Murder Most Grievous: Sedgwick

20 Oct

Murder Most Grievous


By L. Stewart Marsden



Sedgwick was a gay and carefree lad. At least he was certainly happier and less encumbered than others of his same age. Perhaps that was due to his being overly naïve, or more protected from the outer world. Nevertheless, he was who he was, and strongly encouraged by his mother to ignore those who were not as enlightened and confident as he.

Being of such composition, his worries and concerns were few. He cared little for the accoutrements of style or possessions. Those were unnecessary drags against his long-range goals, and merely weighed and mired others down in the common muck of life. In his opinion.

He was not aloof nor condescending in spite of his judgment of others. After all, they were who they were, too — and why should they care that he deemed them inferior? He, to them, was but a spot in their passing blurs of life.

He surmised that his impact on the lives of others was as inconsequential as theirs on his. And he felt no obligation to be anything more or less than what the gods had already ordained. He would live his life, and they theirs.

To that end Sedgwick employed all his talents and resources, the first which were many, the last which were few. Of the two he found talents more important not only when mined, but arduously developed.

His primary talent was thought. It was thought that quickly carried him from those life moments each one of us faces: pain, humiliation, self-doubt, loss, frustration, anger and more. When he found himself drawing toward the edges of such devouring eddies, he consciously triggered his thought process. Soon he was beyond the moment, and delighted in Elysian fields of comfort and rest. He was, after all, one of those chosen few — as his mother often told him.

In that conscious state of removal, Sedgwick not only endured, but prevailed and benefitted from each life crisis. He learned. He equipped himself. He grew stronger.

While he didn’t seek trouble out, he deeply understood the words “bring it on” uttered by countless heroes depicted in movies he watched.

And he watched a lot of movies.

And, he read voraciously.

As a child the library was his primary home, and his home merely the location where he ate and slept — and watched movies. His mother was grateful for his bookishness, for the library also served as her no-cost daycare when Sedgwick was younger. She would drop him off in the morning with a small backpack that contained a crinkled paper sack. In the sack was a peanut butter and grape jelly sandwich, wrapped in waxed paper. Also a library card, and a note explaining how to contact her if anything should occur.

Nothing ever occurred. Odd as it was, Sedgwick had the ability to blend in among the book stacks, and in corner reading nooks. No librarian or other person ever noticed or bothered him.

At noon he would take a brief break and go outside to eat his sandwich, then carefully fold the waxed paper and insert it into the paper bag, which he stored in his back pack. On rainy and very cold days, Sedgwick would go into the men’s room and enter one of the toilet stalls, where he sat carefully balanced on the john and ate. He looked about and read the penciled and scratched graffiti that covered its walls.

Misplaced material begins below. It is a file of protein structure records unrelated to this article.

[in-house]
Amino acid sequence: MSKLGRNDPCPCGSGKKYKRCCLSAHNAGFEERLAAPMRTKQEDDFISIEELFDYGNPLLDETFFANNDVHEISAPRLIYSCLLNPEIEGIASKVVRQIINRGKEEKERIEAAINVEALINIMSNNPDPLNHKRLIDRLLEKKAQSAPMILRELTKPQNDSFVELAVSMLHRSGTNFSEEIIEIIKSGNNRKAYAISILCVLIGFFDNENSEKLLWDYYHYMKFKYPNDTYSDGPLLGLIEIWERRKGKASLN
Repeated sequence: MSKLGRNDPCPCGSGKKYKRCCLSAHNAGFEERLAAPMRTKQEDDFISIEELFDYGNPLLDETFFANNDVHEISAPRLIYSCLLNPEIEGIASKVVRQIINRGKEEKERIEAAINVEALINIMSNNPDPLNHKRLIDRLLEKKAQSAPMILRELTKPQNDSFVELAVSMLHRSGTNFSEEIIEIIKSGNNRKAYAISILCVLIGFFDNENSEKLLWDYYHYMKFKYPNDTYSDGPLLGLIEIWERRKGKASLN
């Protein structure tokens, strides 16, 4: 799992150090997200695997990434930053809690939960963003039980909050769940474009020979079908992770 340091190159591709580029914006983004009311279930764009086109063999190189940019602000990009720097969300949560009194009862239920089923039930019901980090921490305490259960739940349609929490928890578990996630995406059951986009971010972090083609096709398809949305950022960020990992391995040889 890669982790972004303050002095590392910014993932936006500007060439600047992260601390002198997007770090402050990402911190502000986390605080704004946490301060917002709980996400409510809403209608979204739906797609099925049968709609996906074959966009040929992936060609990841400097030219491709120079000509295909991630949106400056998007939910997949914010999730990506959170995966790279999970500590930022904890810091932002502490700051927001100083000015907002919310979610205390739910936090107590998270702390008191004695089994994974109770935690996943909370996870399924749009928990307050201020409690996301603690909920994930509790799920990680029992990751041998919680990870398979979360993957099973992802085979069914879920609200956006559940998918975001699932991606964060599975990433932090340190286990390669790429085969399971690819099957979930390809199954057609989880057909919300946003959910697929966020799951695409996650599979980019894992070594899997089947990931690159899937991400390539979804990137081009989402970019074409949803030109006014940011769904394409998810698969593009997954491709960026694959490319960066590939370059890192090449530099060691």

His real food was the sumptuous diet of books he read. He devoured the classics: Stevenson and Kipling; Dickens and Hawthorne; Twain and Poe. He feasted on O’Henry. He coursed through Crane and Hemingway, Steinbeck and Kerouac. His desserts were Dahl and Silverstein. By the end of each day when his mother came to pick him up, he was temporarily sated. But he knew he would be mentally hungry again an hour later — like after eating take-out Chinese.

Back in the thin-walled apartment, Sedgwick sat hours in front of the bulky RCA television and plugged in  VCR cartridges. The TV was a holiday special from Goodwill. Hues were washed out, and the sound crackled at times, but it still served its purpose.

Again, only the best movie fare: “Lord Jim,” “Bridge Over the River Kwai,” “Casablanca” and “The African Queen,” “Citizen Kane.” Nothing common. Nothing trite. No mere mortal actors. Gary Cooper, John Wayne, Henry Fonda, Ernest Borgnine, Katherine Hepburn, Bette Davis, Ingrid Bergman, Elizabeth Taylor. Sedgwick’s film repasts were carefully selected and screened by his mother from what was available at the library and the various second-hand locations she frequented. Only rarely did she actually purchase a film in good condition, and then on sale at Kmart or Walmart.

Sedgwick never felt the pinch of poverty. Just the opposite. His was a life full of riches, in his own estimation. He pitied those around him who were unable to luxuriate in experiences like his. Who were tripped up by convention and fad and who had to appear as what they were unable to be. In his mind, they lived a perpetual Hallowe’en, dressed up in order to go through life tasting only the candies of life and not feast on real food.

And so Sedgwick passed each day, month and year. He grew tall and sinewy, and his mother old and bent. He slipped through public school uneventfully, and obtained his associate library science degree from the local community college. He went to work at the very library in which he passed so many days and months and years.

When his mother breathed out her last, Sedgwick entered his Elysian Fields, and drew upon the strength and sustenance of his books and his films until he felt the time to emerge had come.

Which it inevitably did.

 * * * * *

For the next Sedgwick installment click here.

Copyright ©  by Lawrence S. Marsden, 20 October, 2014


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